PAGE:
Bipartisan legislation directs government agencies to improve spending transparency by publishing financial data in standardized, machine-readable formats.
said the legislation will go a long way toward making government more transparent and efficient.
"The DATA Act takes a structured data model that has delivered unprecedented accountability in stimulus expenditures and applies it across all domains of federal spending," said Hudson Hollister, executive director of the Washington-based Data Transparency Coalition. "The DATA Act will turn federal spending information into open spending data -- a valuable new public resource that strengthens democratic accountability and spurs innovation."
Matthew Rizai, CEO and managing director of financial reporting software company WebFilings of Ames, Iowa, notes that the DATA Act reflects a trend by governments to embrace structured, machine-readable data formats in place of documents for regulatory reporting. "The move to reporting data instead of filing documents has made it possible to achieve efficiencies by automating compliance reporting," Rizai said in a statement from the Data Transparency Coalition.
Government-wide data standards will spur federal agencies to deploy analytics that can pinpoint waste and fraud, said Bob Fair, executive VP of enterprise analytic technology provider Teradata. "The DATA Act's mandate will speed a long-overdue transformation from disconnected documents into open, useful data -- a transformation that will help the federal government better serve taxpayers," said Fair. "And we know this based on our experience helping large organizations across industries, including state and federal agencies, transform their organizations to improve efficiencies."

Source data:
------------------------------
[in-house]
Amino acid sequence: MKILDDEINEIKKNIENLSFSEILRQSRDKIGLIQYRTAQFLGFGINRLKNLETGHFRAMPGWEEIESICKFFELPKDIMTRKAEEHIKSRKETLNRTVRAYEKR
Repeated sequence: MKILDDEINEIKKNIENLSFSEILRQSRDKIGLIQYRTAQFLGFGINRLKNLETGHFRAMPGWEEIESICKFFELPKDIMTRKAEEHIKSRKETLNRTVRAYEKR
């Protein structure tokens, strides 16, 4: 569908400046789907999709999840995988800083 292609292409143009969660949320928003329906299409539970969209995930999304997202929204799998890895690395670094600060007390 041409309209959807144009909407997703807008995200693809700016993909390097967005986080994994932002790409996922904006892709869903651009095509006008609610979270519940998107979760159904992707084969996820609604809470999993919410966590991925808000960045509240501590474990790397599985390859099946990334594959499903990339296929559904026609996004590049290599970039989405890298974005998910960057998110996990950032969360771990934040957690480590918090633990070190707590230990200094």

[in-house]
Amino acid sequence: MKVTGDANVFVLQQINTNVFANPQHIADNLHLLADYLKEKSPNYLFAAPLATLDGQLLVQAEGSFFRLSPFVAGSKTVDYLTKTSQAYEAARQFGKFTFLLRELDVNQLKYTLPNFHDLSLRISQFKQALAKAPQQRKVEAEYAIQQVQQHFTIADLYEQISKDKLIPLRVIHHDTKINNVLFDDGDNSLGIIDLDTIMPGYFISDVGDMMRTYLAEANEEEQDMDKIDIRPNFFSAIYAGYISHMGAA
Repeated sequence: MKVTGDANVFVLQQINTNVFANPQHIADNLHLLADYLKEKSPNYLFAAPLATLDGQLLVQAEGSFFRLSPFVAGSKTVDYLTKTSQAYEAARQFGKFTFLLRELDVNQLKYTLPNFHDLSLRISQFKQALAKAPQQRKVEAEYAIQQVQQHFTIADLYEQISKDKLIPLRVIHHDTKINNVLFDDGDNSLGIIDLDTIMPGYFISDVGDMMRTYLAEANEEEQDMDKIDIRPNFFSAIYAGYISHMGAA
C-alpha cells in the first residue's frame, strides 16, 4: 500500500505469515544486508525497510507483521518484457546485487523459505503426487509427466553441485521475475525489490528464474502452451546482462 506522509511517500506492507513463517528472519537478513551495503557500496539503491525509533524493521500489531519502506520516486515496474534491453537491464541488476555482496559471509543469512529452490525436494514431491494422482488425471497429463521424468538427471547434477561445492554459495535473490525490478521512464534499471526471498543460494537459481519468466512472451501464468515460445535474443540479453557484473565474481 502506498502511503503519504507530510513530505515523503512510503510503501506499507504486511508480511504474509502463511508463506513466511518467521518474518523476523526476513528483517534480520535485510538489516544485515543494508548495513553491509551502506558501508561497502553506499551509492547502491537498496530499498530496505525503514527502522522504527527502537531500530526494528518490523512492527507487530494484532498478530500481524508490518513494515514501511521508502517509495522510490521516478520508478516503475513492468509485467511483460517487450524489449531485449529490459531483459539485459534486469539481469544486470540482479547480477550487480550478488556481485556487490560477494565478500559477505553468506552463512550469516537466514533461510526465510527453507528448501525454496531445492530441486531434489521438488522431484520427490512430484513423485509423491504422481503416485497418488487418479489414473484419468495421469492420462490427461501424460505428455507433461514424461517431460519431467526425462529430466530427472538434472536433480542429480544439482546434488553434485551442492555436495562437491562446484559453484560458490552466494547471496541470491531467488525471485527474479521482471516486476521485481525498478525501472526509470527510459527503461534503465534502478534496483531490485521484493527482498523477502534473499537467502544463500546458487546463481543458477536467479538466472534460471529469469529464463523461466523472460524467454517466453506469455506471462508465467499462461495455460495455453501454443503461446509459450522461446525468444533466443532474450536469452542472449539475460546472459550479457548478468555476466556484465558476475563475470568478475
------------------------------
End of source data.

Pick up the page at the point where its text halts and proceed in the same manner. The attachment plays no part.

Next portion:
The DATA Act tasks the Secretary of the Treasury and the director of the White House's Office and Management and Budget with establishing the government-wide financial-data standards necessary to achieve the legislation's goals and objectives. The Data Transparency Coalition, in a statement applauding the bill's passage in the Senate, said that its one major objection to the final compromise bill involves the decision to give OMB joint control to develop government-wide data standards with the Treasury Department. The joint arrangement could make it harder to reach agreement on certain standards, especially after OMB attempted unsuccessfully to reduce some of the bill's authority earlier this year. Nevertheless, the final bill retains the coalition's key goals, the group said.
To ensure agencies comply with the legislative mandates, the bill empowers agency inspectors general and the Government Accountability Office to hold agencies accountable for completeness, timeliness, quality, and accuracy of the data they submit to USASpending.gov.
In addition to Sens. Warner and Portman, Reps. Darrell Issa (R-CA) and Elijah Cummings (D-MD), Senate Homeland Security and Government Affairs Committee chairman Tom Carper (D-DE), and ranking member Tom Coburn (R-OK) also helped negotiate the bill's final language.
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William Welsh is a contributing writer to InformationWeek Government. He has covered the government IT market since 2000 for publications such as Washington Technology and Defense Systems. View Full Bio
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